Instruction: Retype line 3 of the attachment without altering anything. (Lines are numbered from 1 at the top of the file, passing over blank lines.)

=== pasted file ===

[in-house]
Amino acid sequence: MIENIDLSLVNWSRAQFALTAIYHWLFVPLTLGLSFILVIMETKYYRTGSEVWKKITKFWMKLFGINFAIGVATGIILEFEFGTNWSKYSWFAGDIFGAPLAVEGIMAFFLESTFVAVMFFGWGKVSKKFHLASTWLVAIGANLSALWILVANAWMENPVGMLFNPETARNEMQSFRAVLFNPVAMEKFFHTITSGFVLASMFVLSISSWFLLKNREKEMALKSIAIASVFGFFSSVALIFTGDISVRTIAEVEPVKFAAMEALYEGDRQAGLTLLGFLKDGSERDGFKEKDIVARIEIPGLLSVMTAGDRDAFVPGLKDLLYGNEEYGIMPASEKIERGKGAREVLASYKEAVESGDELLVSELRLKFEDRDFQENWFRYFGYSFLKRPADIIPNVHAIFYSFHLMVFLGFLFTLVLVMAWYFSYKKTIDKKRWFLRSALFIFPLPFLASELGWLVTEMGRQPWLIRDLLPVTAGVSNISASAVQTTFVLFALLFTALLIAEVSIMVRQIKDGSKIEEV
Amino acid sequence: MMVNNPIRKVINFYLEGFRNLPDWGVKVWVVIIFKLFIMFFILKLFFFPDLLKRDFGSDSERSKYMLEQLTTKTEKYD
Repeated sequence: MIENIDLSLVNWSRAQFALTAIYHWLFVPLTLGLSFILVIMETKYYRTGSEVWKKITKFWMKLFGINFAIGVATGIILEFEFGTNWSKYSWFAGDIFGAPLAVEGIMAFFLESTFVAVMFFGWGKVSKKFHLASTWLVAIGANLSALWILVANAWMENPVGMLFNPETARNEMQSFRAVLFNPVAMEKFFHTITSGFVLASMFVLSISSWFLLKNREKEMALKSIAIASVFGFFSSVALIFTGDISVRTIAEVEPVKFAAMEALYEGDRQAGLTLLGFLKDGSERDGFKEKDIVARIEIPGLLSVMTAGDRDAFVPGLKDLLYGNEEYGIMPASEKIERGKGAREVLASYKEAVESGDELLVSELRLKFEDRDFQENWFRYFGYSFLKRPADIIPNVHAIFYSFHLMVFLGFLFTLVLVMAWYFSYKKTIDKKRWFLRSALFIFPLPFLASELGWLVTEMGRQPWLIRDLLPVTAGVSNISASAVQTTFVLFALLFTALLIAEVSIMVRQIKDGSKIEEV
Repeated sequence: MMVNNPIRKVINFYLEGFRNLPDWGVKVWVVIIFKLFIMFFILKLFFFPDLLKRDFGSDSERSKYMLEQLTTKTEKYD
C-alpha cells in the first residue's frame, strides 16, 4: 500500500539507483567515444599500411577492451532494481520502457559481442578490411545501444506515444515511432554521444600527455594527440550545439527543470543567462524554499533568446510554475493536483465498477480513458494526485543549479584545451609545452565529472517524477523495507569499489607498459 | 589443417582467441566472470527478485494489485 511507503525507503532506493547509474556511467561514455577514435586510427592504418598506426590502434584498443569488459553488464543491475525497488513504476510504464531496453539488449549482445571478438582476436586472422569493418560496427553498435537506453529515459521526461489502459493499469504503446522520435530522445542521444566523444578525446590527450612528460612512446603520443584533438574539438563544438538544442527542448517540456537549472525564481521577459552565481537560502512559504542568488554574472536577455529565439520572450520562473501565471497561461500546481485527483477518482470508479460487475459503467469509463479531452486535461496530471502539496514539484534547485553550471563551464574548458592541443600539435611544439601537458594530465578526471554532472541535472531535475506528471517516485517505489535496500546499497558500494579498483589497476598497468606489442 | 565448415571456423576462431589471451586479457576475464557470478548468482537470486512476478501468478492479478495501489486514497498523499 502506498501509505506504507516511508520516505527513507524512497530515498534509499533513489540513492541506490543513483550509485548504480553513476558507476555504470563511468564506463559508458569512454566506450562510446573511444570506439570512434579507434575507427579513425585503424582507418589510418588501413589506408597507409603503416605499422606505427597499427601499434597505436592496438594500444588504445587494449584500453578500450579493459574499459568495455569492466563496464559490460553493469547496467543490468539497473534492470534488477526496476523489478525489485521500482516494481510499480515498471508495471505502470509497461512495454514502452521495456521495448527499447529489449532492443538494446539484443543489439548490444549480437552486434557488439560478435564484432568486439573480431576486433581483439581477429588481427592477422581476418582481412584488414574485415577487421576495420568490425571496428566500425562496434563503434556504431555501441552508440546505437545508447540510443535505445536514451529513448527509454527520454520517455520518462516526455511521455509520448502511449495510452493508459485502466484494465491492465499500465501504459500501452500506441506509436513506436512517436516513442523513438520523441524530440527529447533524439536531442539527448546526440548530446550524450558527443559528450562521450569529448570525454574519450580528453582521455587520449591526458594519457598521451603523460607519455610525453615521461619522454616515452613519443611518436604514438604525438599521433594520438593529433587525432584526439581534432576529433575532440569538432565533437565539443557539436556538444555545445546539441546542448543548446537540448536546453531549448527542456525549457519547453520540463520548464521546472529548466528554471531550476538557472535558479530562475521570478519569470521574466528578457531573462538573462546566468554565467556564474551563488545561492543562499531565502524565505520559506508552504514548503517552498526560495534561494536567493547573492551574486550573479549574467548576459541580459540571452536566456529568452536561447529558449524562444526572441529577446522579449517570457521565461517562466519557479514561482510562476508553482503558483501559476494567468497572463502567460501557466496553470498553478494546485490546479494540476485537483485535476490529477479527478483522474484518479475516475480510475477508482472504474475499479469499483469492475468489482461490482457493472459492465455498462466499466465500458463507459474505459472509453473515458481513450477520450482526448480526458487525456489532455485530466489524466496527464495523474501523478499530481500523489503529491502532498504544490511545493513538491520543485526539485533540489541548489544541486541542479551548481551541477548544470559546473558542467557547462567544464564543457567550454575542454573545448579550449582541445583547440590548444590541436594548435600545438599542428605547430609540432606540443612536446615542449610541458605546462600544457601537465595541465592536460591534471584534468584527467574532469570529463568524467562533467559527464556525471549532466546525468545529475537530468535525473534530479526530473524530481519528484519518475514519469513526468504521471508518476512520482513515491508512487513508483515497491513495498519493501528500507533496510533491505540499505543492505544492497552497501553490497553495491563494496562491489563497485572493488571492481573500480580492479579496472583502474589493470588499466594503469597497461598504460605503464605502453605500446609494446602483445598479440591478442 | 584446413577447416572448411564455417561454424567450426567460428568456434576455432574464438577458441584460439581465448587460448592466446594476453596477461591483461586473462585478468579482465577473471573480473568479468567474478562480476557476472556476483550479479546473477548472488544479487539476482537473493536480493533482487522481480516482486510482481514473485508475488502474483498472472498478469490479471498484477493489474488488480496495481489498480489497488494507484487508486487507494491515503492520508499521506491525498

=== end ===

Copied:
Amino acid sequence: MMVNNPIRKVINFYLEGFRNLPDWGVKVWVVIIFKLFIMFFILKLFFFPDLLKRDFGSDSERSKYMLEQLTTKTEKYD